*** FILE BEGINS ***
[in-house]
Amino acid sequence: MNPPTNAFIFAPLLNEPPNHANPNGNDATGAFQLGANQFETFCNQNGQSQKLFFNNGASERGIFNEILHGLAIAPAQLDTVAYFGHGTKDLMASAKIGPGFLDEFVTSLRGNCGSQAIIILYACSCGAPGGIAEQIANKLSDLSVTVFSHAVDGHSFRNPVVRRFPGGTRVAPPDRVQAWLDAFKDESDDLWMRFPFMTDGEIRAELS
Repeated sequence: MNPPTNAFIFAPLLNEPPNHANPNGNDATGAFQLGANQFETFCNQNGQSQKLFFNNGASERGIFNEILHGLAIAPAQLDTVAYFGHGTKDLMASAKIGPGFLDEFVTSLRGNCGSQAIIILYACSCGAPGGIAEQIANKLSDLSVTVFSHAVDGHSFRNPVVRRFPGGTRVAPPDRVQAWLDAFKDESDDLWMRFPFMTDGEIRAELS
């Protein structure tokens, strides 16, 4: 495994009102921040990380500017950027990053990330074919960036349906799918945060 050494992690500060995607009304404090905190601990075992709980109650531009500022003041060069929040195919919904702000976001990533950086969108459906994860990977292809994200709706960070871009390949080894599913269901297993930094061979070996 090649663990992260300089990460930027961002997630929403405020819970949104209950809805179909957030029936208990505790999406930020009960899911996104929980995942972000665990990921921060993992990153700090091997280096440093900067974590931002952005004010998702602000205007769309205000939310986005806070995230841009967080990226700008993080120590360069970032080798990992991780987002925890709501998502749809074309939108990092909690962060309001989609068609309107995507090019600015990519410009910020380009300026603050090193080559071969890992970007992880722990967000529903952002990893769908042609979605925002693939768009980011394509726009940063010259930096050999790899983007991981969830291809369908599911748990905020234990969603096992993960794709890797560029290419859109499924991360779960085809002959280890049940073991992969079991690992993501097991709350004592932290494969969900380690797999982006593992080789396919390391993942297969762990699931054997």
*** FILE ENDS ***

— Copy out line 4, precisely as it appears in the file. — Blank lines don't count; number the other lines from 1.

């Protein structure tokens, strides 16, 4: 495994009102921040990380500017950027990053990330074919960036349906799918945060 050494992690500060995607009304404090905190601990075992709980109650531009500022003041060069929040195919919904702000976001990533950086969108459906994860990977292809994200709706960070871009390949080894599913269901297993930094061979070996 090649663990992260300089990460930027961002997630929403405020819970949104209950809805179909957030029936208990505790999406930020009960899911996104929980995942972000665990990921921060993992990153700090091997280096440093900067974590931002952005004010998702602000205007769309205000939310986005806070995230841009967080990226700008993080120590360069970032080798990992991780987002925890709501998502749809074309939108990092909690962060309001989609068609309107995507090019600015990519410009910020380009300026603050090193080559071969890992970007992880722990967000529903952002990893769908042609979605925002693939768009980011394509726009940063010259930096050999790899983007991981969830291809369908599911748990905020234990969603096992993960794709890797560029290419859109499924991360779960085809002959280890049940073991992969079991690992993501097991709350004592932290494969969900380690797999982006593992080789396919390391993942297969762990699931054997």